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March 5, 2013

Financial Firm's Alleged Scheme to Boycott Auction Rate Securities Market Did Not Violate Sherman Act

By E. Darius Sturmer, J.D.

A group containing many of the world's largest and best-known financial institutions would not have violated federal antitrust law by agreeing to simultaneously stop buying auction rate securities for their own proprietary accounts in early 2008, the U.S. Court of Appeals in New York City has ruled (Mayor and City Council of Baltimore v. Citigroup, Inc., March 5, 2013, Hall, P.). Separate complaining classes of buyers and issuers of the securities, who claimed that the conduct amounted to an illegal refusal to deal or boycott, failed to allege a plausible conspiracy to violate Sec. 1 of the Sherman Act, the court said. Therefore, dismissal of both complaints was affirmed, though on a different ground than the implied immunity basis upon which the lower court relied.

Auction rate securities (ARS) are usually long-term bonds with flexible interest rates that reset periodically through "Dutch" auctions, the court explained. They were issued in increasing numbers throughout and 1990s and 2000s, popular among investors because of their perceived cash-like liquidity and relatively high rates of return. However, the alleged agreement among the defendants—which included Citigroup, UBS, Merrill Lynch, Morgan Stanley, Lehman Brothers, Bank of America, Wachovia, Goldman Sachs, JP Morgan Chase, Royal Bank of Canada, and Deutsche Bank—led to a collapse in February 2008 from which the ARS market has never recovered, the court said.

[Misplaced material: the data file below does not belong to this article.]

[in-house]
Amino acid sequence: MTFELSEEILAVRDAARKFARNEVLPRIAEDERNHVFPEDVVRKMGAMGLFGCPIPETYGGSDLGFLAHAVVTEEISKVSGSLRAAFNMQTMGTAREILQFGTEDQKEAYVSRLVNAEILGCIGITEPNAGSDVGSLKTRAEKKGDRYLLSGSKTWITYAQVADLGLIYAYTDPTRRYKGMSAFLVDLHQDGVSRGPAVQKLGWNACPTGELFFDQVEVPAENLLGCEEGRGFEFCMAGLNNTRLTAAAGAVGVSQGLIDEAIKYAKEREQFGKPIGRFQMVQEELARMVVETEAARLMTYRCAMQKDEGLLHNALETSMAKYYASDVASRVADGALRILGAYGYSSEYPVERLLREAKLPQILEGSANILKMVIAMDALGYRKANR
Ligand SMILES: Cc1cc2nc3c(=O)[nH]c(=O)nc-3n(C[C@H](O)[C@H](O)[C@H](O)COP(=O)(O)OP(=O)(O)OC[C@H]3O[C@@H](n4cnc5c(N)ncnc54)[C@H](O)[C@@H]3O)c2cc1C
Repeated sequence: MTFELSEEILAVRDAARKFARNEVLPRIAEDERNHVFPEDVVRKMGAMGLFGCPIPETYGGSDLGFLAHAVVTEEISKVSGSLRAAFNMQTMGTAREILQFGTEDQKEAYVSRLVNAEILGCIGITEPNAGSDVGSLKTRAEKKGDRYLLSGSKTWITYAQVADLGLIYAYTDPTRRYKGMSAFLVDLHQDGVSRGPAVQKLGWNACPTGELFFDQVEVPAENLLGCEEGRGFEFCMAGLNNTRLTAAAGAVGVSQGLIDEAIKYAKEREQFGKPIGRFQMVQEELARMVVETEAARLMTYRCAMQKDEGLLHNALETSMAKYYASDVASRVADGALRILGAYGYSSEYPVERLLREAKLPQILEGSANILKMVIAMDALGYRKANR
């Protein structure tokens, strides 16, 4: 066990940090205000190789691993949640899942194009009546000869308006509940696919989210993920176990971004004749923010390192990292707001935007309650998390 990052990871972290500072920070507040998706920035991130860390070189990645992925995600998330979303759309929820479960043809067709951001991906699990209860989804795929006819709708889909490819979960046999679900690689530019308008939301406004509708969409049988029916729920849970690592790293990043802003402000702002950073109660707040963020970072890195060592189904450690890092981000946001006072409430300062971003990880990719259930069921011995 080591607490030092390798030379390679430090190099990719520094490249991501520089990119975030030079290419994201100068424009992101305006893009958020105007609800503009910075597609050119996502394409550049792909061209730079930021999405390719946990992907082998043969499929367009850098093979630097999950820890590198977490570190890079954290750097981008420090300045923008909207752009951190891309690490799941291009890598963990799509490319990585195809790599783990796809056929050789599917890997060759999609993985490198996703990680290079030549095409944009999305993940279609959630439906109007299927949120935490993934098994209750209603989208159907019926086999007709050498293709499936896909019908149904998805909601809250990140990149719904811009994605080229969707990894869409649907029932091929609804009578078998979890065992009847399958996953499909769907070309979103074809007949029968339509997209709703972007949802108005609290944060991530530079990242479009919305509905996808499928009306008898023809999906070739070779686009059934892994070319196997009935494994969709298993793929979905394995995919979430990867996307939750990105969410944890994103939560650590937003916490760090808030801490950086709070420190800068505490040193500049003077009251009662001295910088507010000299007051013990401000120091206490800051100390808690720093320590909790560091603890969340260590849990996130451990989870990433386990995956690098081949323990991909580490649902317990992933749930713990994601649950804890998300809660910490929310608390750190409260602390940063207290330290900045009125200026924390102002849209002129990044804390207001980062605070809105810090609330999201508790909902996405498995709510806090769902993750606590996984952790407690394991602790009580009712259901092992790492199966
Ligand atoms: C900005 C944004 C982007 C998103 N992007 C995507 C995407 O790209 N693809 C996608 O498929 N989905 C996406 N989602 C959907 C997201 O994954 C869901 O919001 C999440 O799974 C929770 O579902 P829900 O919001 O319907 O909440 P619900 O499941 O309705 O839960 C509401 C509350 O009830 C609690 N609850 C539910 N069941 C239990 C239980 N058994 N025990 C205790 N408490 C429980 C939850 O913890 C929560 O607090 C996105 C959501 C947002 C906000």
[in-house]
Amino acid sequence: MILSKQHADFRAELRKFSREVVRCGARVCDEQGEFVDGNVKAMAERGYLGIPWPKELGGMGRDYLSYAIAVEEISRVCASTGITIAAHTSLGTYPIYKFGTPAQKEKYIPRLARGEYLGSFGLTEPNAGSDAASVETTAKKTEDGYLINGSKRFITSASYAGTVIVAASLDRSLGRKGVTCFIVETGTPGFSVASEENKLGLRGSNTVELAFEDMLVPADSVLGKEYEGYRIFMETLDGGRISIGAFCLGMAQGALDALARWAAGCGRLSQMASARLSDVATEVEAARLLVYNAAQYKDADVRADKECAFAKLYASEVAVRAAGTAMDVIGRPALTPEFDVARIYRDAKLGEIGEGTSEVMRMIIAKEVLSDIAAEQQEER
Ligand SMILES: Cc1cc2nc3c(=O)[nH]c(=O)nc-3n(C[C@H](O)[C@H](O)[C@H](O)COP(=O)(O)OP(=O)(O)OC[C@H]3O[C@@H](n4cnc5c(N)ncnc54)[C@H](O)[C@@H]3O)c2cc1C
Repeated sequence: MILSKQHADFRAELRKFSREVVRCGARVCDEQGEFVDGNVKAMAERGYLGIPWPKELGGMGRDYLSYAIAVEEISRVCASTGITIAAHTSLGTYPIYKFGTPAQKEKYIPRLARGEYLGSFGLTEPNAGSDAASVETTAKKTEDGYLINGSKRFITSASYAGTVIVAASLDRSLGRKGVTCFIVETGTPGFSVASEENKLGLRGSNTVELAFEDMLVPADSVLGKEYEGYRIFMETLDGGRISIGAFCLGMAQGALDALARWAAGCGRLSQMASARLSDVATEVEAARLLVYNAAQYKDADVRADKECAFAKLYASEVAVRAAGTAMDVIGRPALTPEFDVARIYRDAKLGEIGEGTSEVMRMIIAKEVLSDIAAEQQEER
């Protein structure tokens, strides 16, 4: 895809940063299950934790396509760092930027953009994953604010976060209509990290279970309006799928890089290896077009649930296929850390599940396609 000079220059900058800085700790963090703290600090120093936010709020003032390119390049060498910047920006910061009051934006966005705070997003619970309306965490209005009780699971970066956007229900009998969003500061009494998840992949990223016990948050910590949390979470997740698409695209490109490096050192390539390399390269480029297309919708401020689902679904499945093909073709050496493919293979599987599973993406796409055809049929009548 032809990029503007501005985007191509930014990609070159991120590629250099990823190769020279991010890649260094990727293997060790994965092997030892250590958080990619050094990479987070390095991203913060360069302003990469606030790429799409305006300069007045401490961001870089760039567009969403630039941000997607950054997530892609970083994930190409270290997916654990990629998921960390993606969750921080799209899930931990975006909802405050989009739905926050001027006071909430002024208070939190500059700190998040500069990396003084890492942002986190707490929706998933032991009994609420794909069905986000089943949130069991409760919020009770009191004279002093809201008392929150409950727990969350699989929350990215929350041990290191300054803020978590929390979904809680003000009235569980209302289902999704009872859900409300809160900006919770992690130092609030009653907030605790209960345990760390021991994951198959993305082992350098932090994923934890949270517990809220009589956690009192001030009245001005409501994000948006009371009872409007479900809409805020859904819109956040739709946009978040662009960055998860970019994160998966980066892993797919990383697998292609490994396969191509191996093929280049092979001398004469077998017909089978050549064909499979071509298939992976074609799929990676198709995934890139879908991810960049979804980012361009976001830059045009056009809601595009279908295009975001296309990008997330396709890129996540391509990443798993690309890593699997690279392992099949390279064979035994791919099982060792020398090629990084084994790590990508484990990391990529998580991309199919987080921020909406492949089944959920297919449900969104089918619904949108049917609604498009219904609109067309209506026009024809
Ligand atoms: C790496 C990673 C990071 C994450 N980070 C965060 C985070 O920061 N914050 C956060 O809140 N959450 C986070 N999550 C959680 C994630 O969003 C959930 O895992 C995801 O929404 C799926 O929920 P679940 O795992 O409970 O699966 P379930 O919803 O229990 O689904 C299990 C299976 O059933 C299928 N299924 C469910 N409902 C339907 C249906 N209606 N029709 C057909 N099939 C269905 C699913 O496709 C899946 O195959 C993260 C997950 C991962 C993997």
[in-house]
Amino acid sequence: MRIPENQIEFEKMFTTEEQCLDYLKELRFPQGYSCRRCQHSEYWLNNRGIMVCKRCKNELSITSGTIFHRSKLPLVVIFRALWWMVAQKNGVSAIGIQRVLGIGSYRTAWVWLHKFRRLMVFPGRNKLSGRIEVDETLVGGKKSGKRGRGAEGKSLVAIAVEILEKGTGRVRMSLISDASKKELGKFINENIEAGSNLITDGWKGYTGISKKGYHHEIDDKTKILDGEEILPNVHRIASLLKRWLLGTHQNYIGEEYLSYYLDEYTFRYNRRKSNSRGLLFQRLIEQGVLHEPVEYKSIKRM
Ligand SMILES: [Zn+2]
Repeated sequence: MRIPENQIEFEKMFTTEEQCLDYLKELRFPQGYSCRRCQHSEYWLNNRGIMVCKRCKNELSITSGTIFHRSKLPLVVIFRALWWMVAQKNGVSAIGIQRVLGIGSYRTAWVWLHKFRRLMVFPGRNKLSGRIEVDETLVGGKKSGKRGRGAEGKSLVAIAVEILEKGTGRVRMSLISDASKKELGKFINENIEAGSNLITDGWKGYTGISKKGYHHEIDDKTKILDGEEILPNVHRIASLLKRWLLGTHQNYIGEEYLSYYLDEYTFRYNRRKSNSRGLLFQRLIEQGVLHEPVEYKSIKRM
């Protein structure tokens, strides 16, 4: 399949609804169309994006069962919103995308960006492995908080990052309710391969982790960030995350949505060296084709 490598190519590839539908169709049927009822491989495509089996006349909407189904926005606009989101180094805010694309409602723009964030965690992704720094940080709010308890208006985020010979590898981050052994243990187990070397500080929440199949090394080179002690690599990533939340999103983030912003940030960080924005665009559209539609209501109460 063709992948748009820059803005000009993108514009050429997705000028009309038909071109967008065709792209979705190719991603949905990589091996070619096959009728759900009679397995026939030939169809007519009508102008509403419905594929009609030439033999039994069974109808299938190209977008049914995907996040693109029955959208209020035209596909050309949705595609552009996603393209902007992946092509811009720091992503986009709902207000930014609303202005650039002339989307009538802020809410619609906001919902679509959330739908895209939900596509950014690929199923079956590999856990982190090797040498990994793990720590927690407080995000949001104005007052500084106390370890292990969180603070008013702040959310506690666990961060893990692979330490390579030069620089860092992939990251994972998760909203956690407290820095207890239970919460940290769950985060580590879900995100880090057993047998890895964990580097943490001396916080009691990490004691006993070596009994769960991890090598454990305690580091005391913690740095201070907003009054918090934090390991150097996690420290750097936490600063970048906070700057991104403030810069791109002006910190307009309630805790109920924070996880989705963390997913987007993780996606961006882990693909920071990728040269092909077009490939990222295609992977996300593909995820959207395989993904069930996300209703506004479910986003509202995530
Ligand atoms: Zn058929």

There was no need for the district court to determine whether the plaintiffs' claim was precluded by the securities laws because there was no actionable antitrust claim to be impliedly precluded, the appellate court decided.

A discussion of the standards for pleading antitrust conspiracy that were established in Bell Atlantic Corp. v. Twombly, 2007-1 Trade Cases ¶75,709, 550 U.S. 544 (2007) provided two clear guidelines, the court remarked. First, it made clear that "a bare allegation of parallel conduct is not enough to survive a motion to dismiss." Second, plaintiffs relying on parallel conduct must allege additional facts or circumstances—often termed "plus factors"—that, when viewed in combination with the parallel acts, can serve to allow a fact-finder to infer a conspiracy.

In the instant case, however, the plaintiffs "essentially pleaded only parallel conduct, with little more," in the court's view. Although at one time they asserted a broader set of violations, including price fixing that propped up the market in the first place, the plaintiffs had narrowed their claims, now asserting that the defendants "had violated the antitrust laws only by withdrawing from the ARS market 'in a virtually simultaneous manner' on February 13, 2008."